Minnesota Republican lawmakers criticized the new Afghan refugee resettlement programs by the Minneapolis-based social welfare group Alight, formerly known as the American Refugee Committee, which was announced at a Saturday press conference by former Minnesota Governor Mark Dayton and Senator Amy Klobuchar (D-MN), where the two asked for donations to support the effort.
“My hope is that we have improved the process, learning from our failings of the past. The conflict in Afghanistan was our nation’s longest,” said State Representative Jeremy Munson (R-Lake Crystal) to The Minnesota Sun.
“Thousands of Afghan citizens welcomed and supported our military,” Munson said.
“When our military pulled out of the conflict, we put these loyal Afghans in dire straits,” he said. “We owe them a shot at the American dream. Our reputation to solicit help in future conflicts rests on not abandoning those who helped us in our last.”
“Resettling refugees will more than likely raise concern across the state,” he said.
“Our focus on resettlement should be to integrate our new guests into American life,” Munson said.
“We failed in previous attempts by dumping them in housing and throwing money at them,” he said. “In the past, our government paid nonprofits like Catholic Charities hundreds of millions to resettle families, which upset many taxpayers.”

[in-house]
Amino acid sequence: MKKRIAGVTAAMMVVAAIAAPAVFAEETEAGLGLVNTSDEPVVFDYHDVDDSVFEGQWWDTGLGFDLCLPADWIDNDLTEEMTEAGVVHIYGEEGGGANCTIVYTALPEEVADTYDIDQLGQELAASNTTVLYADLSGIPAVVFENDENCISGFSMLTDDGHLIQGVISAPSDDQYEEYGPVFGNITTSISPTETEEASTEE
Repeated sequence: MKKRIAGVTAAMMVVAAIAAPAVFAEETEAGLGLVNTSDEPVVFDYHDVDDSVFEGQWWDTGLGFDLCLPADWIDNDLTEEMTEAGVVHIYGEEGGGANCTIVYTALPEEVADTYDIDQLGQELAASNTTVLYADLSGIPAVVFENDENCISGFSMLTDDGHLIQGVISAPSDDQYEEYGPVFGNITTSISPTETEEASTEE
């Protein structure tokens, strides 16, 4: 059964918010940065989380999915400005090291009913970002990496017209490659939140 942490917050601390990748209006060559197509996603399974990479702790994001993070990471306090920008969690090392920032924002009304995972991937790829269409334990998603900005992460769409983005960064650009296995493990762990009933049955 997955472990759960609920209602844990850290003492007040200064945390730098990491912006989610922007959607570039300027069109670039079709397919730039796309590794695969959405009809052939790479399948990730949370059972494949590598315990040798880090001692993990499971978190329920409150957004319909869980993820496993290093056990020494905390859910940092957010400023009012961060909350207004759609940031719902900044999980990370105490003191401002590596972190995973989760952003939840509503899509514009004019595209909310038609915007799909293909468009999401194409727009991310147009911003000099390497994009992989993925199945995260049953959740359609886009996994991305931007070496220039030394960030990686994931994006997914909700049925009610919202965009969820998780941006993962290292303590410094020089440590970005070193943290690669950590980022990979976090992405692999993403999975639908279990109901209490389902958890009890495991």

“Prior efforts to resettle refugees through non-profits did not have follow-through to make sure that the new Minnesota residents became contributing members of the community,” State Rep Munson said; adding, “Most immigrants have a great entrepreneurial spirit, but the agencies paid to resettle them primarily pushed entitlement programs – we can do better.”
Munson said that private donations like those that Klobuchar and Dayton are soliciting are noble, but will pale in comparison to money taxpayers will be responsible for in the years to come.
State Representative Erik Mortensen (R-Shakopee), however, said he is more concerned about Americans left behind in Afghanistan, vaccine mandates and inflation, than he is the resettlement of Afghan refugees.
Mortensen said the majority of Americans would agree with him.
According to a story that ran Sunday on FOX 9, Klobuchar and Dayton are teaming up with Alight, a global humanitarian organization, and Team Rubicon, a disaster response team, who have partnered together to provide homes for Afghan refugees.
Dayton who serves on Alight’s board of directors, said at his Saturday press conference with Klobuchar that the new initiative is necessary because President George W. Bush’s administration address Afghanistan’s economic issues 20 years ago.
In 2002, three weeks after U.S. forces defeated the Taliban, Afghan President Hamid Karzai appealed to the American government for economic help, because the Taliban had looted the country’s treasury.
“He pleaded with the U.S. to provide the financial and economic support to rebuild his country,” the former governor said. “Instead, the Bush Administration fabricated a nuclear threat to invade Iraq, and Afghanistan was left to languish economically.”
The Minnesota Department of Human Services requested that Alight locate and furnish homes for around 1,400 Afghan individuals and families, Dayton said.
Alight staffer at the press conference said the refugees are slated to arrive in about two months.
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